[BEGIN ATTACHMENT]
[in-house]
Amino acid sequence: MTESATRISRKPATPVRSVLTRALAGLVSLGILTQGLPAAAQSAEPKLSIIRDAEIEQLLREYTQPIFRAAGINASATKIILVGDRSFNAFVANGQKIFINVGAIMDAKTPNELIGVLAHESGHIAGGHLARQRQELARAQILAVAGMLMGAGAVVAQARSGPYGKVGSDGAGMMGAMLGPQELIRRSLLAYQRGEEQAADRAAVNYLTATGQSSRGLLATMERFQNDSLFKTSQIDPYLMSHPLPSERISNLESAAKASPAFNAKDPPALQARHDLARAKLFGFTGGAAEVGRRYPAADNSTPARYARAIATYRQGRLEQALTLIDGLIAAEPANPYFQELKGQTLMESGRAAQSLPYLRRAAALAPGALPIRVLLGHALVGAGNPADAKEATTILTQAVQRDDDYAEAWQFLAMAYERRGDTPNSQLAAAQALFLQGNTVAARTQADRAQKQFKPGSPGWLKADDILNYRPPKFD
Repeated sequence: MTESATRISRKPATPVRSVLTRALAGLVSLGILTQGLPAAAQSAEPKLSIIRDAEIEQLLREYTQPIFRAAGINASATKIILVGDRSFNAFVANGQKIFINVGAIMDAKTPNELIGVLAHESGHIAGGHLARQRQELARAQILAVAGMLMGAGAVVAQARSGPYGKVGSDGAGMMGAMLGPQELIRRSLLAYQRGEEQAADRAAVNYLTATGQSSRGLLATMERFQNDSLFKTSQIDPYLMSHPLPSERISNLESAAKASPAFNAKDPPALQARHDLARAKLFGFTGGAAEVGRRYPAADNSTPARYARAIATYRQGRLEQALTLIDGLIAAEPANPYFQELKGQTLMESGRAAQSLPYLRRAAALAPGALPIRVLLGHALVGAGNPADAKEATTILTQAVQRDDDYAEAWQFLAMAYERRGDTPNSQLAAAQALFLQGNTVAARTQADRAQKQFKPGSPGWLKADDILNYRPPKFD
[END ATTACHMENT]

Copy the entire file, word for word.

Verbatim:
[in-house]
Amino acid sequence: MTESATRISRKPATPVRSVLTRALAGLVSLGILTQGLPAAAQSAEPKLSIIRDAEIEQLLREYTQPIFRAAGINASATKIILVGDRSFNAFVANGQKIFINVGAIMDAKTPNELIGVLAHESGHIAGGHLARQRQELARAQILAVAGMLMGAGAVVAQARSGPYGKVGSDGAGMMGAMLGPQELIRRSLLAYQRGEEQAADRAAVNYLTATGQSSRGLLATMERFQNDSLFKTSQIDPYLMSHPLPSERISNLESAAKASPAFNAKDPPALQARHDLARAKLFGFTGGAAEVGRRYPAADNSTPARYARAIATYRQGRLEQALTLIDGLIAAEPANPYFQELKGQTLMESGRAAQSLPYLRRAAALAPGALPIRVLLGHALVGAGNPADAKEATTILTQAVQRDDDYAEAWQFLAMAYERRGDTPNSQLAAAQALFLQGNTVAARTQADRAQKQFKPGSPGWLKADDILNYRPPKFD
Repeated sequence: MTESATRISRKPATPVRSVLTRALAGLVSLGILTQGLPAAAQSAEPKLSIIRDAEIEQLLREYTQPIFRAAGINASATKIILVGDRSFNAFVANGQKIFINVGAIMDAKTPNELIGVLAHESGHIAGGHLARQRQELARAQILAVAGMLMGAGAVVAQARSGPYGKVGSDGAGMMGAMLGPQELIRRSLLAYQRGEEQAADRAAVNYLTATGQSSRGLLATMERFQNDSLFKTSQIDPYLMSHPLPSERISNLESAAKASPAFNAKDPPALQARHDLARAKLFGFTGGAAEVGRRYPAADNSTPARYARAIATYRQGRLEQALTLIDGLIAAEPANPYFQELKGQTLMESGRAAQSLPYLRRAAALAPGALPIRVLLGHALVGAGNPADAKEATTILTQAVQRDDDYAEAWQFLAMAYERRGDTPNSQLAAAQALFLQGNTVAARTQADRAQKQFKPGSPGWLKADDILNYRPPKFD